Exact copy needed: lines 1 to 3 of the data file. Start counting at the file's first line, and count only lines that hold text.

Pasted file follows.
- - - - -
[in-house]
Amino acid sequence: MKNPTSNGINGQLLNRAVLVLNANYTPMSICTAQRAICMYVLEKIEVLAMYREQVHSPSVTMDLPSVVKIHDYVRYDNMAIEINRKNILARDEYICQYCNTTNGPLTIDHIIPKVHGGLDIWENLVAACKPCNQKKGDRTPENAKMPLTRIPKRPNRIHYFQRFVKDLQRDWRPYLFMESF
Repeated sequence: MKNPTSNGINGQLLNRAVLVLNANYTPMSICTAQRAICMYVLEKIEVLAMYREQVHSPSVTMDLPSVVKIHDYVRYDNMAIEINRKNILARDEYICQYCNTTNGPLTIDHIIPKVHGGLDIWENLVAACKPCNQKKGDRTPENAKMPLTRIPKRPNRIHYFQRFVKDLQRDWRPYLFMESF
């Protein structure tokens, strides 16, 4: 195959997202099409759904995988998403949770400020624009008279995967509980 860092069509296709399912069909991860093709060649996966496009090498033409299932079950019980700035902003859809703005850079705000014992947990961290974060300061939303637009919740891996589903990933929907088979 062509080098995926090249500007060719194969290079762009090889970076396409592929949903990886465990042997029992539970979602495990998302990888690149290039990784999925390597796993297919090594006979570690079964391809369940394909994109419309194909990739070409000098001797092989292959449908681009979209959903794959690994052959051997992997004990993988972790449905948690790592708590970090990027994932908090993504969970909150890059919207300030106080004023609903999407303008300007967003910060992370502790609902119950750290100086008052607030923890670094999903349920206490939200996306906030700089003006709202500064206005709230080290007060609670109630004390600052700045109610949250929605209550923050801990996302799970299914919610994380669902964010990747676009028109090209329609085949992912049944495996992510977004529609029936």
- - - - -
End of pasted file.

[in-house]
Amino acid sequence: MKNPTSNGINGQLLNRAVLVLNANYTPMSICTAQRAICMYVLEKIEVLAMYREQVHSPSVTMDLPSVVKIHDYVRYDNMAIEINRKNILARDEYICQYCNTTNGPLTIDHIIPKVHGGLDIWENLVAACKPCNQKKGDRTPENAKMPLTRIPKRPNRIHYFQRFVKDLQRDWRPYLFMESF
Repeated sequence: MKNPTSNGINGQLLNRAVLVLNANYTPMSICTAQRAICMYVLEKIEVLAMYREQVHSPSVTMDLPSVVKIHDYVRYDNMAIEINRKNILARDEYICQYCNTTNGPLTIDHIIPKVHGGLDIWENLVAACKPCNQKKGDRTPENAKMPLTRIPKRPNRIHYFQRFVKDLQRDWRPYLFMESF